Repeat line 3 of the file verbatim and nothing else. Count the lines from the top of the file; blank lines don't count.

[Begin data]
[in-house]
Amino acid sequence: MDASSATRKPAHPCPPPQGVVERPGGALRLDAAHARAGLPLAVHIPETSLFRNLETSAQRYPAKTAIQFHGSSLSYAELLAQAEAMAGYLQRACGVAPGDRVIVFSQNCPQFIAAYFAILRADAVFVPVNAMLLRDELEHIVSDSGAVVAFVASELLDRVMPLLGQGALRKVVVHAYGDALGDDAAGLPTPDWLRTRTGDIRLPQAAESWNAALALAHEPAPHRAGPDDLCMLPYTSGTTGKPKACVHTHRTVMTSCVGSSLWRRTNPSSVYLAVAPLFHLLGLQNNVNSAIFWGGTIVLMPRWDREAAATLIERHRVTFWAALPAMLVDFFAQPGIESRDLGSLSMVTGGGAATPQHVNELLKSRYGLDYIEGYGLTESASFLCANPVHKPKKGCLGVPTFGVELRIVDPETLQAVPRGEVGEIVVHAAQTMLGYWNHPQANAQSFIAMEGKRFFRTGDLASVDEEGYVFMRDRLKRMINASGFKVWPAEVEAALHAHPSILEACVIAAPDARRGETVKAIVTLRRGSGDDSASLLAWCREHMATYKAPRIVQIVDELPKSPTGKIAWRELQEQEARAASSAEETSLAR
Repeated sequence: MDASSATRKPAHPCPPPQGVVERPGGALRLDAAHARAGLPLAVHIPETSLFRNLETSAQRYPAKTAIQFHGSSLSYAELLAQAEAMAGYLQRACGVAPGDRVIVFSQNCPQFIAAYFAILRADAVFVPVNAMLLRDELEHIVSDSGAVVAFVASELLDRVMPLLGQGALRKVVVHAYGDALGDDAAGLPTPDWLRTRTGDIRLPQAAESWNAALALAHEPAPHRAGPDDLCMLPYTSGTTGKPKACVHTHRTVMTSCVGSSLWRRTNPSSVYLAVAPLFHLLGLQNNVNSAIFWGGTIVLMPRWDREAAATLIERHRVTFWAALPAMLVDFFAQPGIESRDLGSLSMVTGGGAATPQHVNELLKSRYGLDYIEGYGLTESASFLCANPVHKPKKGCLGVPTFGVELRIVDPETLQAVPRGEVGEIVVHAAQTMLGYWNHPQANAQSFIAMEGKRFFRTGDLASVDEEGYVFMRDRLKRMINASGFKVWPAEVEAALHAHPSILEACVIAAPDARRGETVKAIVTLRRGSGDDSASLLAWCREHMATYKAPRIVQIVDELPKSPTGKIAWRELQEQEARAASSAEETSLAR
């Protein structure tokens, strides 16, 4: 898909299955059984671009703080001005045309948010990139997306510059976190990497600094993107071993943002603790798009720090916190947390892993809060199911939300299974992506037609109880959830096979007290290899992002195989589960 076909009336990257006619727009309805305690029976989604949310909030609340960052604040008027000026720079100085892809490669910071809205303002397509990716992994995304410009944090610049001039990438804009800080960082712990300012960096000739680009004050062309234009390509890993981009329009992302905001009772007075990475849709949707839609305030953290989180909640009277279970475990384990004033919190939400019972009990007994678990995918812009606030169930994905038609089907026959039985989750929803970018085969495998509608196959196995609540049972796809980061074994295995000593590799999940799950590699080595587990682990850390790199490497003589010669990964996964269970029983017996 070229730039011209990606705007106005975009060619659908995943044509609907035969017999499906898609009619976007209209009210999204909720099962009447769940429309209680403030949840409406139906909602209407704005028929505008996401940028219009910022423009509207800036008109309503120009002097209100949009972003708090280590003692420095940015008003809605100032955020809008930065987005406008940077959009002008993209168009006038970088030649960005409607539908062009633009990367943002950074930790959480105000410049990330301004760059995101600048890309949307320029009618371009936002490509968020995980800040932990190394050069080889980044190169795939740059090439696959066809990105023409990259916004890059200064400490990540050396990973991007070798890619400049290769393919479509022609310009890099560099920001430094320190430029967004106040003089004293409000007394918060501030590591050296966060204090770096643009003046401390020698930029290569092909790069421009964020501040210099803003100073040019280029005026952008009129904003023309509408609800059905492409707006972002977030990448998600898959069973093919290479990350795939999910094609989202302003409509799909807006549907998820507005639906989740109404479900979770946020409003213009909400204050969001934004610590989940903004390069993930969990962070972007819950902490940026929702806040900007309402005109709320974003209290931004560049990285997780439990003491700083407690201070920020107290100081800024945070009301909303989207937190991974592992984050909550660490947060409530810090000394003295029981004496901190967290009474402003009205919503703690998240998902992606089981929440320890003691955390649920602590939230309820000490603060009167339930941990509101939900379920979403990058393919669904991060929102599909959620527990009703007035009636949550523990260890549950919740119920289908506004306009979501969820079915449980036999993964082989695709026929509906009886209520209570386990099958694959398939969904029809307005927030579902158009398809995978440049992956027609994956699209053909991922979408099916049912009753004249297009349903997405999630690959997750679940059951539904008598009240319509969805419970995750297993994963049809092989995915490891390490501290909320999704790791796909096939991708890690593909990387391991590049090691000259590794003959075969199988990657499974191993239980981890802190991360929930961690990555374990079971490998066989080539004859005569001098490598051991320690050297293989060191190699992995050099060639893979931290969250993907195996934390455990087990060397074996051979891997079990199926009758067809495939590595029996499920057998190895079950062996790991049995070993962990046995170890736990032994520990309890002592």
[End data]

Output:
Repeated sequence: MDASSATRKPAHPCPPPQGVVERPGGALRLDAAHARAGLPLAVHIPETSLFRNLETSAQRYPAKTAIQFHGSSLSYAELLAQAEAMAGYLQRACGVAPGDRVIVFSQNCPQFIAAYFAILRADAVFVPVNAMLLRDELEHIVSDSGAVVAFVASELLDRVMPLLGQGALRKVVVHAYGDALGDDAAGLPTPDWLRTRTGDIRLPQAAESWNAALALAHEPAPHRAGPDDLCMLPYTSGTTGKPKACVHTHRTVMTSCVGSSLWRRTNPSSVYLAVAPLFHLLGLQNNVNSAIFWGGTIVLMPRWDREAAATLIERHRVTFWAALPAMLVDFFAQPGIESRDLGSLSMVTGGGAATPQHVNELLKSRYGLDYIEGYGLTESASFLCANPVHKPKKGCLGVPTFGVELRIVDPETLQAVPRGEVGEIVVHAAQTMLGYWNHPQANAQSFIAMEGKRFFRTGDLASVDEEGYVFMRDRLKRMINASGFKVWPAEVEAALHAHPSILEACVIAAPDARRGETVKAIVTLRRGSGDDSASLLAWCREHMATYKAPRIVQIVDELPKSPTGKIAWRELQEQEARAASSAEETSLAR